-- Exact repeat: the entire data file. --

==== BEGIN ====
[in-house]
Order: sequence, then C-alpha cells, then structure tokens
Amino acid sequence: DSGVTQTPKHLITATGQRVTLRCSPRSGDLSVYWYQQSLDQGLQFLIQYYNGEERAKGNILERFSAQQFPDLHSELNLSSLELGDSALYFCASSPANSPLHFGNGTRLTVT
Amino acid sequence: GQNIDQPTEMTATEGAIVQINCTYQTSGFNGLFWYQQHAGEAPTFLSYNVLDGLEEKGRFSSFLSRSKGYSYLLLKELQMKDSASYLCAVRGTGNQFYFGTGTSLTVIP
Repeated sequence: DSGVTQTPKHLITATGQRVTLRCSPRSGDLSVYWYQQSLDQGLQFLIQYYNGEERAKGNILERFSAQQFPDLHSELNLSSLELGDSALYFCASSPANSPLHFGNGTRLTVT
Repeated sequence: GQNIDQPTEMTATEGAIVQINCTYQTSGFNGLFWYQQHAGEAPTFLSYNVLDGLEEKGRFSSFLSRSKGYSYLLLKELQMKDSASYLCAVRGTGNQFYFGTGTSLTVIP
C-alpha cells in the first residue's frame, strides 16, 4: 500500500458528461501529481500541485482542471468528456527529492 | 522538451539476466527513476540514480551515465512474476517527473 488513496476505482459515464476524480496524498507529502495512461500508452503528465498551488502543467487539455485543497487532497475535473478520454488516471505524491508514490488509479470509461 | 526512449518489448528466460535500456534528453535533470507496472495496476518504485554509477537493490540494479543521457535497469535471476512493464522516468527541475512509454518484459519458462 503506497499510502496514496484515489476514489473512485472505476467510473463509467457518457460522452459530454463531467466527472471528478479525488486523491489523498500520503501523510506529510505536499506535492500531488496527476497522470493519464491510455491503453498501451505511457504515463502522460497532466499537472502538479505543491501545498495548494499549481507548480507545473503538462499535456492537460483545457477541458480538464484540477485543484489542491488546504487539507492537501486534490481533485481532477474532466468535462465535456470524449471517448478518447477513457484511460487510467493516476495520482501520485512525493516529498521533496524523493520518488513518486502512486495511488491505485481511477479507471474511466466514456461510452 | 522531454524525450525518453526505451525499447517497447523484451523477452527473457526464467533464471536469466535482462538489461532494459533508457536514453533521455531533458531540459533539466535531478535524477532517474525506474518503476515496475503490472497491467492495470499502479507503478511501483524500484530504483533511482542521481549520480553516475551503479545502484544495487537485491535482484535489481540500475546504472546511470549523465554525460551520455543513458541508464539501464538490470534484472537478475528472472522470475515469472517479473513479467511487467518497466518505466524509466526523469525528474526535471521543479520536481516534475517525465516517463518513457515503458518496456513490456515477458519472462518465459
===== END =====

[in-house]
Order: sequence, then C-alpha cells, then structure tokens
Amino acid sequence: DSGVTQTPKHLITATGQRVTLRCSPRSGDLSVYWYQQSLDQGLQFLIQYYNGEERAKGNILERFSAQQFPDLHSELNLSSLELGDSALYFCASSPANSPLHFGNGTRLTVT
Amino acid sequence: GQNIDQPTEMTATEGAIVQINCTYQTSGFNGLFWYQQHAGEAPTFLSYNVLDGLEEKGRFSSFLSRSKGYSYLLLKELQMKDSASYLCAVRGTGNQFYFGTGTSLTVIP
Repeated sequence: DSGVTQTPKHLITATGQRVTLRCSPRSGDLSVYWYQQSLDQGLQFLIQYYNGEERAKGNILERFSAQQFPDLHSELNLSSLELGDSALYFCASSPANSPLHFGNGTRLTVT
Repeated sequence: GQNIDQPTEMTATEGAIVQINCTYQTSGFNGLFWYQQHAGEAPTFLSYNVLDGLEEKGRFSSFLSRSKGYSYLLLKELQMKDSASYLCAVRGTGNQFYFGTGTSLTVIP
C-alpha cells in the first residue's frame, strides 16, 4: 500500500458528461501529481500541485482542471468528456527529492 | 522538451539476466527513476540514480551515465512474476517527473 488513496476505482459515464476524480496524498507529502495512461500508452503528465498551488502543467487539455485543497487532497475535473478520454488516471505524491508514490488509479470509461 | 526512449518489448528466460535500456534528453535533470507496472495496476518504485554509477537493490540494479543521457535497469535471476512493464522516468527541475512509454518484459519458462 503506497499510502496514496484515489476514489473512485472505476467510473463509467457518457460522452459530454463531467466527472471528478479525488486523491489523498500520503501523510506529510505536499506535492500531488496527476497522470493519464491510455491503453498501451505511457504515463502522460497532466499537472502538479505543491501545498495548494499549481507548480507545473503538462499535456492537460483545457477541458480538464484540477485543484489542491488546504487539507492537501486534490481533485481532477474532466468535462465535456470524449471517448478518447477513457484511460487510467493516476495520482501520485512525493516529498521533496524523493520518488513518486502512486495511488491505485481511477479507471474511466466514456461510452 | 522531454524525450525518453526505451525499447517497447523484451523477452527473457526464467533464471536469466535482462538489461532494459533508457536514453533521455531533458531540459533539466535531478535524477532517474525506474518503476515496475503490472497491467492495470499502479507503478511501483524500484530504483533511482542521481549520480553516475551503479545502484544495487537485491535482484535489481540500475546504472546511470549523465554525460551520455543513458541508464539501464538490470534484472537478475528472472522470475515469472517479473513479467511487467518497466518505466524509466526523469525528474526535471521543479520536481516534475517525465516517463518513457515503458518496456513490456515477458519472462518465459